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Margaret Lucke p2

Margaret Lucke, author of House of Whispers, mentions some interesting true crime books and some crime fiction authors...

READERSVOICE.COM: I haven’t read Writing Mysteries yet, but could you recommend some essential reading for people learning to write in the mystery genre?

ML: While I mentioned a lot of authors in my book Writing Mysteries, the one I refer to most often is my own first novel, A Relative Stranger. I used that book as something of a case study, and I hope it gives readers a helpful to peek into the writing process.

If you’d like to try your hand at a mystery, it’s a good idea to read widely in the genre. That will give you a sense of its history, its clichés, and what its readers expect. You’ll also discover the great variety of exciting stories that fall under the mystery and crime fiction umbrella.

A good place to start is with one of the Top 100 lists. In 1995, Mystery Writers of America published a list called the Top 100 Mystery Novels of All Time. Five years earlier the Crime Writers Association, based in Great Britain, put out a similar list, the Top 100 Crime Novels of All Time. The two lists overlap, though quite a few titles appear on one and not the other. Both lists are easy to find with a Google search.

Of course lots of good books have come out in more recent years. Some writers whose books I’ve been enjoying lately are Deborah Crombie, Carl Hiaasen, Wendy Hornsby, Laura Lippman, Christopher Moore, Marcia Muller, Jodi Picoult, Bill Pronzini, William G. Tapply, and Anne Tyler. And I try to keep up with the work between produced by all the excellent writers here in the Northern California mystery community.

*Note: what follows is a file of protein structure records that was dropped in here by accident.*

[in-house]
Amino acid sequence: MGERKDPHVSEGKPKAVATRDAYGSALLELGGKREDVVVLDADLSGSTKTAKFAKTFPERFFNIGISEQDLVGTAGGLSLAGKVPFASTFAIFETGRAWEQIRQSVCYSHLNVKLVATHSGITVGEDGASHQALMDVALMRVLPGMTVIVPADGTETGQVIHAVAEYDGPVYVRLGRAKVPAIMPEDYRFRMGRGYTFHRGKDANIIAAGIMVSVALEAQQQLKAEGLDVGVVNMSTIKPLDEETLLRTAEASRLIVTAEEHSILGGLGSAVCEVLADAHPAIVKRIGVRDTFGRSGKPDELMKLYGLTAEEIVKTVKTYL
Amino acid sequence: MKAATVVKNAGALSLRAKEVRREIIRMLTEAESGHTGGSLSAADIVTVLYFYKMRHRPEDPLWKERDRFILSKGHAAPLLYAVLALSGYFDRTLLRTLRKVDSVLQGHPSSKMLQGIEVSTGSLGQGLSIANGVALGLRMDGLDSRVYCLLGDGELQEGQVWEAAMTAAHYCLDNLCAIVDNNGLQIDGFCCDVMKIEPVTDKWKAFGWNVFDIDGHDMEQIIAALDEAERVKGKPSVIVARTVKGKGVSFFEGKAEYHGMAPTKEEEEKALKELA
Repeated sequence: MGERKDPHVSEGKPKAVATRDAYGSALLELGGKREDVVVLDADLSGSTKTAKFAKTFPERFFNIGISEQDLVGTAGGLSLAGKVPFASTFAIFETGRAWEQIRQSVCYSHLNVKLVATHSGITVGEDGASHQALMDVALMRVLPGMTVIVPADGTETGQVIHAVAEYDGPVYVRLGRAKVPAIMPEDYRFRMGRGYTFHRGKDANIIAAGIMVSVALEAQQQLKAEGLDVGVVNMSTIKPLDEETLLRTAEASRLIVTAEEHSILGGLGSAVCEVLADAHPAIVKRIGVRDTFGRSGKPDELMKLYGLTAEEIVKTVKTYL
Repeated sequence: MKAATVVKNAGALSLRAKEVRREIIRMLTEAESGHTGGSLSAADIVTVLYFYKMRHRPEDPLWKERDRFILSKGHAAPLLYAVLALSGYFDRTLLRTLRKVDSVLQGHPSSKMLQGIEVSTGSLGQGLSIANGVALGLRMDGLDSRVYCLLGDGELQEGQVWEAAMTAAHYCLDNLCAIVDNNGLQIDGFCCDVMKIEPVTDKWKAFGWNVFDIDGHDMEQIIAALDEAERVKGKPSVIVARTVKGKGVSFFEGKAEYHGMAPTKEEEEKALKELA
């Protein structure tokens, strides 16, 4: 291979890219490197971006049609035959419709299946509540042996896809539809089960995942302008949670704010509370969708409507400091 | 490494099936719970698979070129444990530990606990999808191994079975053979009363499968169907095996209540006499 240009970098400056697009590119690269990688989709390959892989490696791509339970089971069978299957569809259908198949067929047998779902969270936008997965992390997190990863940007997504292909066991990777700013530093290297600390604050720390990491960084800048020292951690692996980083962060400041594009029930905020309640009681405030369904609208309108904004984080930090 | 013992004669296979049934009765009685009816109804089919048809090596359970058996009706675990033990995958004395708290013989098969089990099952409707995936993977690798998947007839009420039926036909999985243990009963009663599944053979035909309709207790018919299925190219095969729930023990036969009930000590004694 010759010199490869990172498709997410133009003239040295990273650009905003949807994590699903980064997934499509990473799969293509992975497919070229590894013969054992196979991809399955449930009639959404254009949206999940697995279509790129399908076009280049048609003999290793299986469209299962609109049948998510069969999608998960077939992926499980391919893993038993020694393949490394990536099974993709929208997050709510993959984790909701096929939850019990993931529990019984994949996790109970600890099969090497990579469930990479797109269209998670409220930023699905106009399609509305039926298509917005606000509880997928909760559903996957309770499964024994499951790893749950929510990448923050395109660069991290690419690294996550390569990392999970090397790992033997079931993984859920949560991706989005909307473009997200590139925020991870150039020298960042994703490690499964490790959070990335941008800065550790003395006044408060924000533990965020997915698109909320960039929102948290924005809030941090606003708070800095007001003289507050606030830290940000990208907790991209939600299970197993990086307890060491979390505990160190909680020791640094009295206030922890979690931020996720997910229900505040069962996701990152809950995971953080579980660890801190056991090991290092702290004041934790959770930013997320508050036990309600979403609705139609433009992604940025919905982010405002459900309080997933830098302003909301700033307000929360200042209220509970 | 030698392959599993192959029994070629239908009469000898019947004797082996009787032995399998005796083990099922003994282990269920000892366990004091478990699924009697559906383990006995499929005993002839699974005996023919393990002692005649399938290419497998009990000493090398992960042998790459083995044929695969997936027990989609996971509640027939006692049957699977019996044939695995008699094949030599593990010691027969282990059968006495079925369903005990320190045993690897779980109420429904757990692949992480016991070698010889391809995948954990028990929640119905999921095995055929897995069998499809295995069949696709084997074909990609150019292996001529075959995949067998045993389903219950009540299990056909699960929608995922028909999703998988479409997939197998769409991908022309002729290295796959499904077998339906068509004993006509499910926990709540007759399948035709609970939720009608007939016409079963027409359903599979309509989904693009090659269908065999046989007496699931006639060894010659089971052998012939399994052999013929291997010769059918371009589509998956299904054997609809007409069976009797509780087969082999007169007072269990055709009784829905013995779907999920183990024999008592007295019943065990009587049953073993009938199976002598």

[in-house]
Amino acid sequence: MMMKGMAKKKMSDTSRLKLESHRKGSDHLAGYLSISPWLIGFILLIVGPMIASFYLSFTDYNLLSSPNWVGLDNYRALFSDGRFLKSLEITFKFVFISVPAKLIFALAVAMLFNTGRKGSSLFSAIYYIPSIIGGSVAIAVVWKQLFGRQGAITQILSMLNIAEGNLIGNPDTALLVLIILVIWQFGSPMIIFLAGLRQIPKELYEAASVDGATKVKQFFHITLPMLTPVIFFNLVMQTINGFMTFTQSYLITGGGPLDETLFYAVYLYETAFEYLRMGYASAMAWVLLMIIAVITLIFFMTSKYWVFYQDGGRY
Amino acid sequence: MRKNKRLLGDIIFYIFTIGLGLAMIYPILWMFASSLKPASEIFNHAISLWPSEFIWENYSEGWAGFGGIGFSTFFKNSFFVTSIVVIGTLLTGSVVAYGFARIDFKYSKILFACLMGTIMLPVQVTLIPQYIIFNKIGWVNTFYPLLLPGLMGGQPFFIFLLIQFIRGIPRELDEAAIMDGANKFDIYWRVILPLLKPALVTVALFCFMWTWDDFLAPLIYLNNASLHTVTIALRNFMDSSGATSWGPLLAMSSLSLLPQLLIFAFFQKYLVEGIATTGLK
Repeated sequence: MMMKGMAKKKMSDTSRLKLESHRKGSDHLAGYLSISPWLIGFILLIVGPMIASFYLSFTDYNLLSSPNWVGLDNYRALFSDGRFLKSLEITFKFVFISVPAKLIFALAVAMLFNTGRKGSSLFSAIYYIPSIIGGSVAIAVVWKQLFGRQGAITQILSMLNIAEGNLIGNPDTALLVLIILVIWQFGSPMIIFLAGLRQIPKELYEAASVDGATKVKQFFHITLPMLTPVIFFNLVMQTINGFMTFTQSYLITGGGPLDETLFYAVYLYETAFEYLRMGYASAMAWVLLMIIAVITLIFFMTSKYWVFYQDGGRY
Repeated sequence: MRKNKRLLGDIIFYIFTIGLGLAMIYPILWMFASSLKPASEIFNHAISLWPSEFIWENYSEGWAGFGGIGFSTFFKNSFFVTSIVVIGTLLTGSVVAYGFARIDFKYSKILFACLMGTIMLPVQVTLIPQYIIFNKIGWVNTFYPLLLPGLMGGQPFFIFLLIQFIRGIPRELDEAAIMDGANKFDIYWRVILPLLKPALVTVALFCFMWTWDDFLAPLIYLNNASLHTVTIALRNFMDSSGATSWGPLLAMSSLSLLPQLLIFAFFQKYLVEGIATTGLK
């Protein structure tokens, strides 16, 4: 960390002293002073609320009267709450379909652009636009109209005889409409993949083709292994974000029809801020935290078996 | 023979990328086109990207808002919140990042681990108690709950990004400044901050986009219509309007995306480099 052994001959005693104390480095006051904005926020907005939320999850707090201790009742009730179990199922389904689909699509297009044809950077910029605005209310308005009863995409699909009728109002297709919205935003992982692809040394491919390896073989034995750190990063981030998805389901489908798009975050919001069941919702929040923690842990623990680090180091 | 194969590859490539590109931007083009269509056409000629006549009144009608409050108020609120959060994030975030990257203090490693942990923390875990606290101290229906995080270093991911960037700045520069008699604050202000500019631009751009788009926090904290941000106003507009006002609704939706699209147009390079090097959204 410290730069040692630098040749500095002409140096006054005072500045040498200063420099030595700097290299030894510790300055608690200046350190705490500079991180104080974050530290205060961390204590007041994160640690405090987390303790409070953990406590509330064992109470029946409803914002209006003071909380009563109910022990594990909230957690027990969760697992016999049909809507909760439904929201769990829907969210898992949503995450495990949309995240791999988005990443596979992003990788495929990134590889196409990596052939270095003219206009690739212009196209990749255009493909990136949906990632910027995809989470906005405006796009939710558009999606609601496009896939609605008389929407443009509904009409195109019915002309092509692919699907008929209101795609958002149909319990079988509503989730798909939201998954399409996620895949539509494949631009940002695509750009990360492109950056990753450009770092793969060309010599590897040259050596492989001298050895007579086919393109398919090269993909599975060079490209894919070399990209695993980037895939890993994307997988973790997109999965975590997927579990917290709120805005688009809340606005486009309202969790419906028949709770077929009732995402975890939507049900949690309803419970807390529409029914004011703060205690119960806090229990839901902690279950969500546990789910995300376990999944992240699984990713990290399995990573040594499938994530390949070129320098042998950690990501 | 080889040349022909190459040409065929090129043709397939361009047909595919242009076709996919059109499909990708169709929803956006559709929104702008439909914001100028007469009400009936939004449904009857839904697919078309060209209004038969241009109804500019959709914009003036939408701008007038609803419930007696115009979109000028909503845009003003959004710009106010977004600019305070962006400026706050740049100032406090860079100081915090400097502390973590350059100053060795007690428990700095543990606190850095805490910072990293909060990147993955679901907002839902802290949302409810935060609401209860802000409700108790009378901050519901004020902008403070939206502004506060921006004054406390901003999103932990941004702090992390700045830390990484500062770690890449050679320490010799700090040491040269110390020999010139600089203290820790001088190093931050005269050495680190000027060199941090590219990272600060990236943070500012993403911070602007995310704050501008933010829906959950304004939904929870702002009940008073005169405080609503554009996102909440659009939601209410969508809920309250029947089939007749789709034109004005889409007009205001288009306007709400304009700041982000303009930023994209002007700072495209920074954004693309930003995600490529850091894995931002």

RV: What are some other favorite books you’ve read over the years?

ML: Two of my favorite reading experiences as a teen were Gone with the Wind by Margaret Mitchell and Marjorie Morningstar by Herman Wouk. I still enjoy dipping into them now and then, so they rate a space on my all-time favorites list.

I was led into mysteries by Nancy Drew and my mom’s shelves full of Ellery Queen, Agatha Christie, and Nero Wolfe novels. I devoured those as a kid. Then I discovered Ross McDonald and Raymond Chandler and I was hooked for life.

In nonfiction, I loved Erik Larson’s book The Devil in the White City. It combines two of my interests, urban development and crime. It’s the story of the 1893 Chicago World’s Fair told through parallel biographies of architect and urban designer Daniel Burnham and serial killer H.H. Holmes. And I just finished a fascinating book called Strange Piece of Paradise by Terri Jentz. She and a friend had begun a bike trip across the U.S when they became victims of a random attempted murder in an Oregon campground. The crime was never solved. Fifteen years later, she went back to Oregon try to make sense of what happened. The book tells what she learned about crime, its effect on the victims and the community, and the nature of violence in America.

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-copyright Simon Sandall